Spiritual Crossroads: Faith, Mental Health and the African American CommunityOn May 15 and 16, 2012, nearly 350 key stakeholders from around the state, including consumers and family members, faith leaders, mental health advocates, policy makers and service providers met in Fort Worth, Texas for the 17th biennial Robert Lee Sutherland Seminar, “Spiritual Crossroads: Faith, Mental Health and the African American Community.” The conference took place at the Southwestern Baptist Theological Seminary.
Spiritual Crossroads: Faith, Mental Health and the African American Community (PDF)
Day One - May 15
Keynote: Mental Health and Recovery – What’s Faith Got to Do with It? (No PowerPoint Presentation)
Speakers: Rev. Dr. Robert M. Gilmore, Sr., Dr. Matthew Stanford
Keynote: Faith and the Finish Line – The Race to Recovery (No PowerPoint Presentation)
Speakers: Traceé Black-Fall, Jinneh Dyson, Pastor AJ Quinton
Afternoon Breakout Sessions I
This session focused on best practices to better identify people who may be experiencing a crisis. Participants gained useful knowledge to help members in their congregations and other practice settings. Participants identified strategies to help save a life and restore a soul. Attendees learned how to recognize warning signs, symptoms and clues given by individuals contemplating suicide, improve listening skills to identify individuals who may be in a crisis, and learn how to refer individuals for professional help.
Speakers: Deborah Duncan, Pastor AJ Quinton
This session provided a consumer-focused overview of the provisions of the 2010 health law. The presentation addressed: how the law impacts the general public, young adults and Medicare beneficiaries; the efforts to decrease fraud and abuse; and the Pre-Existing Condition Insurance Plan that provides coverage for both physical and mental health. Additionally, the session explored the race/ethnic differences in diagnoses, treatment utilization, and the role that psychosocial variables play in prognosis and recovery, including the strength of spirituality in behavioral treatment.
Speakers: Roger Adams, Dr. Vicki Nejtek
This session addressed the importance of children’s mental health. Participants discussed the challenges of receiving treatment without being stigmatized as a nonbeliever. The goal of this session was to educate participants about children’s mental health, connecting mental health and spirituality, and helping families get needed services.
Speaker: Barbara Fountain
Ministers’ Session: Matters of the Mind: Mental Health 101 (No PowerPoint Presentation)
If a person has strong faith, an active prayer life and truly believes in a higher power, then they can conquer anything, even mental illness, right? One in four people, including believers, will experience a mental health condition at some time in his or her life. As a faith leader, it is important to understand mental illness, including the signs and symptoms of the most common mental health conditions in children, youth, adults and the elderly.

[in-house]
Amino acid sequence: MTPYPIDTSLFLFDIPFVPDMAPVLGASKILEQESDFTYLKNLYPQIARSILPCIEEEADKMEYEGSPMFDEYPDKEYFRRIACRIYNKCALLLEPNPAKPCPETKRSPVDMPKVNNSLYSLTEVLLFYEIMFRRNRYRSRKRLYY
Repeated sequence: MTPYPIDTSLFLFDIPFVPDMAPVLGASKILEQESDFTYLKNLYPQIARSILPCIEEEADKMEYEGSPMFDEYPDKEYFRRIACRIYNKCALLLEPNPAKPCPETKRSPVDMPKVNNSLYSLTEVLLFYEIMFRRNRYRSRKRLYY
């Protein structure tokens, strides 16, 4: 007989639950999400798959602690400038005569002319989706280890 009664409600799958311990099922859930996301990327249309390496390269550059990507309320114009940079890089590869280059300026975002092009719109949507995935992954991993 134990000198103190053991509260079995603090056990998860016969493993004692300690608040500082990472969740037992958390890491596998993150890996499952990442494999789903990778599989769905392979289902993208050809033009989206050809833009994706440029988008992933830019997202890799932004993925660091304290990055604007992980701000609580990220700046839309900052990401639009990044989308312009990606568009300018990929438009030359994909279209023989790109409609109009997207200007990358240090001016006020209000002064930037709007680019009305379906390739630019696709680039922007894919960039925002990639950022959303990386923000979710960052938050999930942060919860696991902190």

Speaker: Rev. Dr. Michael Torres
Afternoon Breakout Sessions II - May 16
Breakout A: Who’s Knocking at Your Door? (Please email us for a copy of the PowerPoint presentation.)
Today more and more people are questioning their faith and some are even losing hope. We must begin to support and embrace our brothers and sisters where they are and complement their journeys with compassion. Through action, we can help the faith community understand the role they must play in supporting individuals who live with mental health issues and/or co-occurring disorders. This session provided a foundation for removing potential barriers to obtaining services and care. It promoted a new posture and confidence for faith communities to assist individuals living with these often misunderstood conditions move towards recovery and resilience.
Speaker: Traceé Black-Fall
This session was designed for anyone interested in learning more about mental illness from a theological perspective. Topics included a theological and clinical understanding of and response to mental illness, recognizing mental illness vs. counseling issues, knowing the essential role of the church in the recovery and treatment process, responding to families dealing with mental illness, and creating mental health-related supportive care within the church. This workshop helped equip individuals and their church to effectively minister and support those living with mental illness.
Speaker: Dr. Matthew Stanford
Breakout C: Spirituality and the Recovery Movement (PPT)
This session focused on faith-based community support services and the recovery movement as it relates to African American behavioral health and primary care. It explored the history of the recovery movement including a spiritual perspective. Participants learned about the new national, state and local activities to engage the African American faith community in health, wellness and the recovery movement.
Speaker: Joe Powell
Ministers’ Session: When Worshippers Worry (No PowerPoint Presentation)